- Thursday, August 16, 2012, 6 p.m.
- Yampa Valley Medical Center, 1024 Central Park Drive, Steamboat Springs
As the new school year approaches, concussions are on the minds of medical and school personnel.
No longer is a concussion considered “just a bump on the head” nor should an athlete be told to “shake it off.” A concussion is a common head injury, also called a traumatic brain injury, that produces a disturbance in the normal metabolic function of the brain.
Even a mild concussion can have significant side effects for the student athlete, whose developing brain is very different from the adult brain. Symptoms could show up hours or days after the initial injury and could be long lasting. If the child or teen athlete is not evaluated and given time to rest and recover, there could be long-term problems.
It takes a team approach to get the student athlete back into the classroom and onto the playing field. A player who gets a blow to the head must be evaluated by a medical professional — physician, physician assistant or physical therapist — trained in concussion management. An athlete will not return to play until given medical clearance by a physician. This now is Colorado state law.
Scott Blair, physical therapist and assistant director of the SportsMed Concussion Management Program at Yampa Valley Medical Center, encourages parents, athletes and coaches to get a better understanding about managing concussions.
“Educate yourself,” he said. “There are plenty of resources available through the Heads Up Concussion program from the Centers for Disease Control and Prevention (www.cdc.gov), the Colorado High School Activities Association (www.chsaa.org) and SportsMed (www.yvmc.org/concussion).
“We strongly encourage a team approach with not only the physicians and coaches but also school nurses, teachers, counselors and parents,” Blair said. “All need to communicate and work together to decide when the athlete can return fully to the classroom and to the playing field.”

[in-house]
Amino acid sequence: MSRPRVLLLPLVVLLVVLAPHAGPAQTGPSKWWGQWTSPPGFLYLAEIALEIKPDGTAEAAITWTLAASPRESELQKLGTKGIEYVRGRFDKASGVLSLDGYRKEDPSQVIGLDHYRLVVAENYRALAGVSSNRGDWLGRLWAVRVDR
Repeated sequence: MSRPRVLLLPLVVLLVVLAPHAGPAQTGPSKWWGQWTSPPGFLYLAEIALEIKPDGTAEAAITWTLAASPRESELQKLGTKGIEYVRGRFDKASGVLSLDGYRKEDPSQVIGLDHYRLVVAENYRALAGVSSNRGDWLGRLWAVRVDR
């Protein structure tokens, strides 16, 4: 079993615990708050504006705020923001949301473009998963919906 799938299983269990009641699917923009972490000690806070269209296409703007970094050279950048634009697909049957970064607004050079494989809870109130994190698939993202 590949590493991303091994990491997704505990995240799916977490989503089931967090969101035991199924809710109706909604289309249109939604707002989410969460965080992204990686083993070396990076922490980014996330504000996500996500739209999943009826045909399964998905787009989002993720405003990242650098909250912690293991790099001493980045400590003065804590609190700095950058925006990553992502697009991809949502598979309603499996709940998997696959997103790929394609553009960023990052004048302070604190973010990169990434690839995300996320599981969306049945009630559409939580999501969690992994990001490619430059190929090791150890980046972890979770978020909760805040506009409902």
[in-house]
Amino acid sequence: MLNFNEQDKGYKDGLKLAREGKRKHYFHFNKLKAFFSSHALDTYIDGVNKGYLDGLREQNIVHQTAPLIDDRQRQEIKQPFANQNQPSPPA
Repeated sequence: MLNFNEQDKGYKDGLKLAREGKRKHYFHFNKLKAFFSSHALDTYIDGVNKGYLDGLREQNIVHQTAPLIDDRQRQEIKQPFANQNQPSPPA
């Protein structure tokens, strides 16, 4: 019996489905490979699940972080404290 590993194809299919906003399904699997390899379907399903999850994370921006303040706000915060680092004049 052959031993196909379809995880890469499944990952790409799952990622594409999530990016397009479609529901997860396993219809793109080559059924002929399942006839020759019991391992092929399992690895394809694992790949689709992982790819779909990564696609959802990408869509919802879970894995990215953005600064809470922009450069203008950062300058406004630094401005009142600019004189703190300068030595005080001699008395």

The immediate focus is to reduce the potential for further injury or stress to the brain. Lance Pugh, physical therapist and concussion management program coordinator at SportsMed, explains that this means a reduction in school activity and removal from the sport.
“Concussions can be complex,” Pugh said. “No two are the same, and the effects on each athlete vary greatly. This is why the athlete should be removed from play and examined by qualified personnel.
“The athlete cannot return to school until symptom free at rest. Return to physical activity typically occurs after that.”
When cleared for physical activity, the athlete follows a structured return-to-play schedule allowing gradual increase of physical activity under close supervision.
Neurocognitive testing has been proven to have significant value in concussion management, especially with teenagers and especially when baseline scores are available. We are fortunate to have ImPACT testing available at YVMC SportsMed clinics in Steamboat Springs, Hayden and Walden as well as at Soroco and Steamboat Springs high schools.
Each athlete is given a preseason baseline ImPACT test, and data is kept for two years. When a concussion is suspected, a follow-up test is administered to see whether the results have changed from the baseline. This comparison helps to diagnose and manage the concussion.
More than 80 percent of concussions are resolved successfully if managed well within the first two to three weeks after the injury. That is why it is so important to understand the signs and symptoms of a concussion and follow a team approach.
Lisa A. Bankard is the wellness director at Yampa Valley Medical Center. She can be reached at firstname.lastname@example.org.